NASA's Cleveland Center Deep into Asteroid Work

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NASA engineers in Cleveland are working on a futuristic plan to send a robot craft alongside an asteroid in space and snare it.

The idea raises the fortunes of Cleveland's NASA Glenn Research Center within the space agency.

"The president wants us to put an astronaut on an asteroid by 2025 and here Glenn is right in the middle of that," center director James Free told The (Cleveland) Plain Dealer ( in an interview published Sunday.

"The work we do is very unique. Glenn has the technology this agency needs to move forward."

NASA plans to pump $38 million into the Cleveland center in 2014 to speed up development of the more powerful ion engines needed for the asteroid-capture mission.

The solar-electric propulsion technology uses the sun's energy to generate the electricity required to make and expel ions to push the spacecraft.

In December, a team of Glenn engineers began planning the work the center will undertake to accelerate the technology for the asteroid-capture mission.

Making the necessary improvements will be "very challenging," but achievable, Free said.

The most powerful ion engines currently flying on commercial satellites operate on about 25 kilowatts of electricity, or roughly 250 times the energy needed to make a household light bulb glow. To snag a million-pound asteroid and push it into lunar orbit will take a 50-kilowatt power system.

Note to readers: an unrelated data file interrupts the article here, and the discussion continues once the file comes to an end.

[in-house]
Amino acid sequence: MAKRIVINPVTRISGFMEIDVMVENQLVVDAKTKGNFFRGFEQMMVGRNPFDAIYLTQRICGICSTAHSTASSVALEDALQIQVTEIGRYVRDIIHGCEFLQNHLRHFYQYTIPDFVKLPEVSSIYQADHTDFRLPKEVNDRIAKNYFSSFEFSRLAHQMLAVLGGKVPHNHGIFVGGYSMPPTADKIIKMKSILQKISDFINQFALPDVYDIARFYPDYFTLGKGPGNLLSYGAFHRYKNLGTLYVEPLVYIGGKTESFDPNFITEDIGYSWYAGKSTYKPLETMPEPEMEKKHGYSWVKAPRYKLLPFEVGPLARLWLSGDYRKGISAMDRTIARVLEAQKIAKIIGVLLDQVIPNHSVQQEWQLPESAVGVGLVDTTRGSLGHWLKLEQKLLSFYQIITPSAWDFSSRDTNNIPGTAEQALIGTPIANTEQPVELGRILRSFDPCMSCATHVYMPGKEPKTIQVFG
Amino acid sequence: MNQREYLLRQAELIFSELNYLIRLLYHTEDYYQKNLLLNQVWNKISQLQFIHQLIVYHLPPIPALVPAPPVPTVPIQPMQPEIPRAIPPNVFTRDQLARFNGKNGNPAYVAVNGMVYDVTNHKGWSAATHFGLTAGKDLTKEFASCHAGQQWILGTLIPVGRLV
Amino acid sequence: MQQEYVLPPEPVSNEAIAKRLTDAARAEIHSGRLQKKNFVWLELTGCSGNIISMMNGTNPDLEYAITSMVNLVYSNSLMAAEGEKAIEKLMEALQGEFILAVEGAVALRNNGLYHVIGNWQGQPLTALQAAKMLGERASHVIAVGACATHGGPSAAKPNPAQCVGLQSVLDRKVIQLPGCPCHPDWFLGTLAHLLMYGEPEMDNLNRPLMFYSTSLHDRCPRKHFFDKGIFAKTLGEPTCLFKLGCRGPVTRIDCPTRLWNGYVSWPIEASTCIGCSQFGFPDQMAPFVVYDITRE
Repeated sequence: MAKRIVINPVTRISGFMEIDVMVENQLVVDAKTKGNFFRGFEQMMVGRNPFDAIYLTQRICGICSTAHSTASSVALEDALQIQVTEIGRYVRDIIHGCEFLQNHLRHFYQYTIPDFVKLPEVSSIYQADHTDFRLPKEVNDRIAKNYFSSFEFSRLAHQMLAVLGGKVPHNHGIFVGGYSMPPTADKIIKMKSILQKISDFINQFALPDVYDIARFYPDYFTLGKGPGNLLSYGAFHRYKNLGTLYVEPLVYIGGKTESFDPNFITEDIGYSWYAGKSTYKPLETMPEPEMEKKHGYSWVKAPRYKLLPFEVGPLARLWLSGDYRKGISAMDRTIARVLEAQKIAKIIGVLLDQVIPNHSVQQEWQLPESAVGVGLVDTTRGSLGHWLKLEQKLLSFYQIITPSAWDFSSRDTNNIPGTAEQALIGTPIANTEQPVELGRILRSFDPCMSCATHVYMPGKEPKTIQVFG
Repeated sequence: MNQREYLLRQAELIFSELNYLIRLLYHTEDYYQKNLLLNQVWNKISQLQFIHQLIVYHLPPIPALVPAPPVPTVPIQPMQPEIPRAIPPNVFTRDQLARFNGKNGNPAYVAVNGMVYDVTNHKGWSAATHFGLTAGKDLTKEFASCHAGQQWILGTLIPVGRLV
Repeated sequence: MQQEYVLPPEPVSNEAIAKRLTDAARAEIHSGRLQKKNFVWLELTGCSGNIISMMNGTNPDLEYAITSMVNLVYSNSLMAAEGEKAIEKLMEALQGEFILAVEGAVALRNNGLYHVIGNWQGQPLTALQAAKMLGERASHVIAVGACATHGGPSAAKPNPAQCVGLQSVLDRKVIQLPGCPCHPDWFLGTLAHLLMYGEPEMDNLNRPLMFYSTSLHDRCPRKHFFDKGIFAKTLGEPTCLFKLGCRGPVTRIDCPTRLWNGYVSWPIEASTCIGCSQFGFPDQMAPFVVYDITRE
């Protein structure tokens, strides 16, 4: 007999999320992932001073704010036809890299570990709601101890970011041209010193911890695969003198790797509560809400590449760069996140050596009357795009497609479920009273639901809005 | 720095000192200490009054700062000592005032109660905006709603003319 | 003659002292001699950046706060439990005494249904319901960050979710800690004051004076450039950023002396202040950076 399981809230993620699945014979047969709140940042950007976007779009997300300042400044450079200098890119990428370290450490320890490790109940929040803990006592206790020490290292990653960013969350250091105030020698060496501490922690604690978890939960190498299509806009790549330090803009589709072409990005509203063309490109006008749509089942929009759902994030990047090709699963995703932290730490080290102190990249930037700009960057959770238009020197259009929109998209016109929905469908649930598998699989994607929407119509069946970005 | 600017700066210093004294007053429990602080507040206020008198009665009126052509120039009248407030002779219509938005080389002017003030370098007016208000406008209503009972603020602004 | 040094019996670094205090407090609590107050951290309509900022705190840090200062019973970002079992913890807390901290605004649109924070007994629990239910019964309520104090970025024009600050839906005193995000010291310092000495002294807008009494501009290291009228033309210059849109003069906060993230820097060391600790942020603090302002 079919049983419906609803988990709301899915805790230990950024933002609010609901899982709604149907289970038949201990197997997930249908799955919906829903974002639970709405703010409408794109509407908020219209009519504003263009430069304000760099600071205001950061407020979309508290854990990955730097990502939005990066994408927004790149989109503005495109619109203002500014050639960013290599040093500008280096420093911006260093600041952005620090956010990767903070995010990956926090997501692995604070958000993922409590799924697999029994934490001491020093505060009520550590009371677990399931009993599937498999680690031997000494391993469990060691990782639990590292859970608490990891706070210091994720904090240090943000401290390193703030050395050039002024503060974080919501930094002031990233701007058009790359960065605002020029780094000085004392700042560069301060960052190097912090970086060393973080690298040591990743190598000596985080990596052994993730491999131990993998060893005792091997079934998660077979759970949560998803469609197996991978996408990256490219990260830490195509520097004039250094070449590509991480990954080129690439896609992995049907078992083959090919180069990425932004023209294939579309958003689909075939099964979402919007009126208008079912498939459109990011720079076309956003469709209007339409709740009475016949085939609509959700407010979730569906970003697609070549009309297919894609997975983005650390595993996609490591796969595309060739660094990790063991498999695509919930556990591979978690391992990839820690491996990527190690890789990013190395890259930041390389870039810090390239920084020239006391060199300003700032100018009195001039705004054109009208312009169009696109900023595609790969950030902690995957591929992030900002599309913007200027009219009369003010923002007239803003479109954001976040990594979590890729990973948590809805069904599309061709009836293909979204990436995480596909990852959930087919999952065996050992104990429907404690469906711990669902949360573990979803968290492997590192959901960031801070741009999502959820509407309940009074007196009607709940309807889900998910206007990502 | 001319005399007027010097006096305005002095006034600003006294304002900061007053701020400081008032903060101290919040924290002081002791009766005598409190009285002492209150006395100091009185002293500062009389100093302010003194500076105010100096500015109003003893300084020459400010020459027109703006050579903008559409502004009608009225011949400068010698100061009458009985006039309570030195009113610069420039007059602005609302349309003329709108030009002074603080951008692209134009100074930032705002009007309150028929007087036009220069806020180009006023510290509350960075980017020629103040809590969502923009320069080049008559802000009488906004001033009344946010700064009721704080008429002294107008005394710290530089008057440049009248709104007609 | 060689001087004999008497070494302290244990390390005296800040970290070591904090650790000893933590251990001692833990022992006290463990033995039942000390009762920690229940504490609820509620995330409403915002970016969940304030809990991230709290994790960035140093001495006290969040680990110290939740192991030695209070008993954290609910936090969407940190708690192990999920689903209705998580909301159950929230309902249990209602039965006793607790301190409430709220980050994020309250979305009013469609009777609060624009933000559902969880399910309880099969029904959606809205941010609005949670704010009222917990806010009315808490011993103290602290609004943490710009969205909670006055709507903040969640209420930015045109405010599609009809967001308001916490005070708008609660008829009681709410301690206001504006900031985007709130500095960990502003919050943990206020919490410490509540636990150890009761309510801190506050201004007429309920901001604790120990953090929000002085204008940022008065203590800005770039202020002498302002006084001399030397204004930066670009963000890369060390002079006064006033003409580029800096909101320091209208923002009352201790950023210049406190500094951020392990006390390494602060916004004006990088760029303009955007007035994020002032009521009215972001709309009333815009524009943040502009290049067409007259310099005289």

Working with NASA's Jet Propulsion Laboratory in California, the Glenn team aims to build and test prototype engineering models of the propulsion components in 2014.

The space agency is exploring ways to improve its ground-based telescope detection capabilities to find suitable targets, said NASA associate administrator Michael Gazarik.

If Congress goes along, the asteroid-capture effort will mark the first time humans try to alter the path of a celestial body, a crucial step, NASA says, in learning how to deflect much bigger "planet-killer" asteroids and comets.